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Charles Drew University of Medicine and Science placed on probation

The regional accrediting commission that oversees Charles Drew University of Medicine and Science has placed the South Los Angeles institution on probation because it has failed to meet certain assessment standards, the latest blow in what has been a tumultuous year for the university.

In its report, the commission said there were problems with the university’s systems of educational assessment and quality control.

University officials said the panel recommended improvements in “campus-wide communication, financial and budgetary systems and data-based systems … greater stability at the university presidential level and increased board involvement in fiduciary and strategic planning.”

The commission scheduled a special visit in the spring of 2011 to evaluate the university's progress.

Interim President Keith C. Norris, who along with other school officials was notified of the probation ruling last week, said he plans to use the commission’s recommendation to “strengthen the university and ensure the highest level of quality education for our students.”

University officials stressed that the school maintained its accreditation and that they are committed to serving poor, minority communities.

The probation ruling is only the latest in a series of setbacks for the school.

Former President Susan Kelly resigned in May after three years on the job. She had announced earlier that the university would have to lay off 10% of its faculty and staff and suspend contributions to all employees’ retirement funds.

The private, nonprofit medical and health sciences university, which serves predominately black and Latino students, was created after the Watts riots in 1965. It is located in the Watts-Willowbrook area.

Last month, the university announced that it had begun hiring faculty and recruiting students for its new school of nursing, which is under construction and expected to open early next year.

The Mervyn M. Dymally School of Nursing, housed in a nearly completed $43-million research and education building, will offer an entry-level Master of Science nursing program.

-- Ari B. Bloomekatz

Comments () | Archives (4)

Well, hello --after what happened to the hospital and the horrifuc staff and incompetencies that were rampant there, why would anyone think the university would be any better. This is NOT what Dr. King had in mind when he made his infamous speech!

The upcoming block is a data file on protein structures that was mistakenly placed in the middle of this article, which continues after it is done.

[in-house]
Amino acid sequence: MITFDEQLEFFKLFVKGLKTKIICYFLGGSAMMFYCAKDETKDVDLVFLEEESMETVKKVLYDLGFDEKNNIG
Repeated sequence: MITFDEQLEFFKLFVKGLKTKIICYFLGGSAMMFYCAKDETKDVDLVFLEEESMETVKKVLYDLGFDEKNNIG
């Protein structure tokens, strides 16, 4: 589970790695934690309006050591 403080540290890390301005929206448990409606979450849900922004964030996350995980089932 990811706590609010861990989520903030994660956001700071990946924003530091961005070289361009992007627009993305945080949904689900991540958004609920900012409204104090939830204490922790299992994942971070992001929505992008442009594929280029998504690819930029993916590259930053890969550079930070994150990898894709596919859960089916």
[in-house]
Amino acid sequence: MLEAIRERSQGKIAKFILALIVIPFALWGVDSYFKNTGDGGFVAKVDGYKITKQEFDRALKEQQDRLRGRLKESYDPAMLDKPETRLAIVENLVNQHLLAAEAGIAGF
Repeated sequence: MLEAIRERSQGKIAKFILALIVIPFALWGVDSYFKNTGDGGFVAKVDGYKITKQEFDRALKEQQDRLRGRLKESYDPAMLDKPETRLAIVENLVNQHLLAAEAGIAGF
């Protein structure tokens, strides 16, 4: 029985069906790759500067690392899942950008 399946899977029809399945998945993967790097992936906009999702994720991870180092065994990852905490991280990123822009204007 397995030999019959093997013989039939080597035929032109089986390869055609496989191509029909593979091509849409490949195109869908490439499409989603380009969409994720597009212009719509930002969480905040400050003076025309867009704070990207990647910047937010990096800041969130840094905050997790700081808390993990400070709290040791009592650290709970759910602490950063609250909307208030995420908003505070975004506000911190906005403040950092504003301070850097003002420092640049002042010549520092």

I think the neighborhood should be outraged. Clean house, both in the University and the Hospital/Clinic. Don't be fooled, there are many employees who caused the downfall of the Medical Center still employed there. I don't have any connections with the Medical School so I cannot comment albout them, only that since they had to perform a miracle to continue it's program, I am amazed they want to take on the challenge of starting a Nursing Program. Why not just try to fix whats there first.

Having seen what passed for "doctors" and "nurses" trained by this school personally, I can honestly say I am shocked the school is open at all. There is so much blame to go around, but much of it, quite frankly, goes to the community leaders and politicians (the likes of Maxine Waters, for example) who cared more about keeping a "black hospital" open than in the quality of care provided by it. The five-part LA Times series exposed the horrors of the hospital brilliantly, and yet Waters dismissed its meticulous documentation as nothing more than a way to "get a Pulitzer," (which it won). I normally agree with her on certain issues, but she should be ashamed at how she did nothing but keep incompetent doctors and sub-par "professionals" on staff, which resulted in injuries and deaths.

The black community, as a whole, should be honest with themselves and recognize that the hospital and the school are a joke, and that it needs to bring in outside people who actually know what the hell they're doing. The school has such a bad reputation (and from what I have seen, it's justified) that I would run from a hospital room if I found found out that the nurse or doctor had a degree from Drew.

Matthew, you do realize the medical school is a joint program with UCLA (i.e., all Drew medical students also get a UCLA medical degree, many get national honors in the process and go on to residency at some of the best hospitals in the country)? That Drew does not yet have a nursing school (so I'm not sure where you encountered ' "nurses" trained by this school')? And that the former county-run hospital and the privately run medical school were and are two separate entities?

Most of the commission's reservations had to do with the university's financial health, problems with the then administration of Dr. Kelly and problems with its allied health school, not the medical school.

I guess it's easier to throw stones and spread misinformation while ignoring the fact that there is a shortage of doctors willing to work in medically underserved, minority communities, a gap the university is trying to fill. I don't see anyone else falling all over themselves to address the fact that the health status and access to primary care physicians for many in South LA is close to that of citizens of Bangladesh. L.A. is one of the unique cities with first world and third-world medical outcomes for people living within a 30 mile distance of each other. A crying shame.


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